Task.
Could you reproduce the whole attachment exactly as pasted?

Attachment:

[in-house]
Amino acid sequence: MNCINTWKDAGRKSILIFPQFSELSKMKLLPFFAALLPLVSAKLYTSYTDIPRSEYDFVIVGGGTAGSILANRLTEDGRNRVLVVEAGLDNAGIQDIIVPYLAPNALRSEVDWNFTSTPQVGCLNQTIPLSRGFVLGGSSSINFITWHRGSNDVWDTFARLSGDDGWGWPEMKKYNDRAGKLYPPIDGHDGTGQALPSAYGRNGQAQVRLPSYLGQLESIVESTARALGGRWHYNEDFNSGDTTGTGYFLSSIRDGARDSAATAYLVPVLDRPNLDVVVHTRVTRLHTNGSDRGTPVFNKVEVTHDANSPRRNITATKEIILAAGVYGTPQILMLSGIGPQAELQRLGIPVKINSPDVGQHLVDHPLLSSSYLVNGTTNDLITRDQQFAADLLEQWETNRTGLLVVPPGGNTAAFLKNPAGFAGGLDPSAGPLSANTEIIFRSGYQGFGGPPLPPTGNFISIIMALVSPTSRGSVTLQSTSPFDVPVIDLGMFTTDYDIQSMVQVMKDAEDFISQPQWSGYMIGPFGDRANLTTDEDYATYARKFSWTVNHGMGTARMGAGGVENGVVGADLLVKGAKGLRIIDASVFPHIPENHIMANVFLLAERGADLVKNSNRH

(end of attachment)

[in-house]
Amino acid sequence: MNCINTWKDAGRKSILIFPQFSELSKMKLLPFFAALLPLVSAKLYTSYTDIPRSEYDFVIVGGGTAGSILANRLTEDGRNRVLVVEAGLDNAGIQDIIVPYLAPNALRSEVDWNFTSTPQVGCLNQTIPLSRGFVLGGSSSINFITWHRGSNDVWDTFARLSGDDGWGWPEMKKYNDRAGKLYPPIDGHDGTGQALPSAYGRNGQAQVRLPSYLGQLESIVESTARALGGRWHYNEDFNSGDTTGTGYFLSSIRDGARDSAATAYLVPVLDRPNLDVVVHTRVTRLHTNGSDRGTPVFNKVEVTHDANSPRRNITATKEIILAAGVYGTPQILMLSGIGPQAELQRLGIPVKINSPDVGQHLVDHPLLSSSYLVNGTTNDLITRDQQFAADLLEQWETNRTGLLVVPPGGNTAAFLKNPAGFAGGLDPSAGPLSANTEIIFRSGYQGFGGPPLPPTGNFISIIMALVSPTSRGSVTLQSTSPFDVPVIDLGMFTTDYDIQSMVQVMKDAEDFISQPQWSGYMIGPFGDRANLTTDEDYATYARKFSWTVNHGMGTARMGAGGVENGVVGADLLVKGAKGLRIIDASVFPHIPENHIMANVFLLAERGADLVKNSNRH